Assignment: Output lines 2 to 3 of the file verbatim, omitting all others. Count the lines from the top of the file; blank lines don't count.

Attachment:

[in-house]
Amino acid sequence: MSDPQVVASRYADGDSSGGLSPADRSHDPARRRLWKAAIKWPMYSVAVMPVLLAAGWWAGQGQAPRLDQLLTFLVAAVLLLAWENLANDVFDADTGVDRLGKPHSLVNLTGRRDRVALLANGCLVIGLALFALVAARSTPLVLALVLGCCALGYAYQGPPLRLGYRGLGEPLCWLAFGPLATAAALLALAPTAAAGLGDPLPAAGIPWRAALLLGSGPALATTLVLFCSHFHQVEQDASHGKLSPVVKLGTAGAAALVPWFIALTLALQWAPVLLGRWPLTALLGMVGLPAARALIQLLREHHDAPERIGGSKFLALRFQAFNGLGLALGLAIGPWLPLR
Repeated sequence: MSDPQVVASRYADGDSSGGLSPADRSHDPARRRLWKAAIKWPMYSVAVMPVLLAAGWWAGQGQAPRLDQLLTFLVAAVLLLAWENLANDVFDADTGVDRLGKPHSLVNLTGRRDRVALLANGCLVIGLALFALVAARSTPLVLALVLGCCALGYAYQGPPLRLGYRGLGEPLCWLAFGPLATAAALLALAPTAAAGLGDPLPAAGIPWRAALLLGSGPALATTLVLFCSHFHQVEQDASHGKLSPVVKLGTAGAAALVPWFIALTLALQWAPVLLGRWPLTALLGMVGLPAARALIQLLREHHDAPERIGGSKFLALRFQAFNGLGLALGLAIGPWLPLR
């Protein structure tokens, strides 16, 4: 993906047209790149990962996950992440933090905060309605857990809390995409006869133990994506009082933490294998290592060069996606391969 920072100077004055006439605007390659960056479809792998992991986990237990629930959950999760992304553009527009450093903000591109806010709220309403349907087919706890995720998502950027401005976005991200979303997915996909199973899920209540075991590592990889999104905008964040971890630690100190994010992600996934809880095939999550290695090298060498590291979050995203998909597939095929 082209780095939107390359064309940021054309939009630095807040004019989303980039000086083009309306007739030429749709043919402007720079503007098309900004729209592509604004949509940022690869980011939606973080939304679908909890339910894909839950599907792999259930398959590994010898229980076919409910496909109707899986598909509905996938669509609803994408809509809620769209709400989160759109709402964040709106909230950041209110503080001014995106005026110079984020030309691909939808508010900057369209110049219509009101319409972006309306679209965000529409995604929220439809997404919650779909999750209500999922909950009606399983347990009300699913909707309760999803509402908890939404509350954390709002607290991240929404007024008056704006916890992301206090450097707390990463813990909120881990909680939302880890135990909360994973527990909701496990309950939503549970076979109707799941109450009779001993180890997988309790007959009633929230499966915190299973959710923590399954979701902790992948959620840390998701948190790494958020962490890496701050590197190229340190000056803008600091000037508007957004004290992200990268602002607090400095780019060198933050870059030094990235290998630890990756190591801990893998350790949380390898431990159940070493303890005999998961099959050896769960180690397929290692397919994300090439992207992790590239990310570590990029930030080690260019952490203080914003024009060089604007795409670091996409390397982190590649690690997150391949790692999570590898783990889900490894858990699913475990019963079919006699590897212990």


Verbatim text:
Amino acid sequence: MSDPQVVASRYADGDSSGGLSPADRSHDPARRRLWKAAIKWPMYSVAVMPVLLAAGWWAGQGQAPRLDQLLTFLVAAVLLLAWENLANDVFDADTGVDRLGKPHSLVNLTGRRDRVALLANGCLVIGLALFALVAARSTPLVLALVLGCCALGYAYQGPPLRLGYRGLGEPLCWLAFGPLATAAALLALAPTAAAGLGDPLPAAGIPWRAALLLGSGPALATTLVLFCSHFHQVEQDASHGKLSPVVKLGTAGAAALVPWFIALTLALQWAPVLLGRWPLTALLGMVGLPAARALIQLLREHHDAPERIGGSKFLALRFQAFNGLGLALGLAIGPWLPLR
Repeated sequence: MSDPQVVASRYADGDSSGGLSPADRSHDPARRRLWKAAIKWPMYSVAVMPVLLAAGWWAGQGQAPRLDQLLTFLVAAVLLLAWENLANDVFDADTGVDRLGKPHSLVNLTGRRDRVALLANGCLVIGLALFALVAARSTPLVLALVLGCCALGYAYQGPPLRLGYRGLGEPLCWLAFGPLATAAALLALAPTAAAGLGDPLPAAGIPWRAALLLGSGPALATTLVLFCSHFHQVEQDASHGKLSPVVKLGTAGAAALVPWFIALTLALQWAPVLLGRWPLTALLGMVGLPAARALIQLLREHHDAPERIGGSKFLALRFQAFNGLGLALGLAIGPWLPLR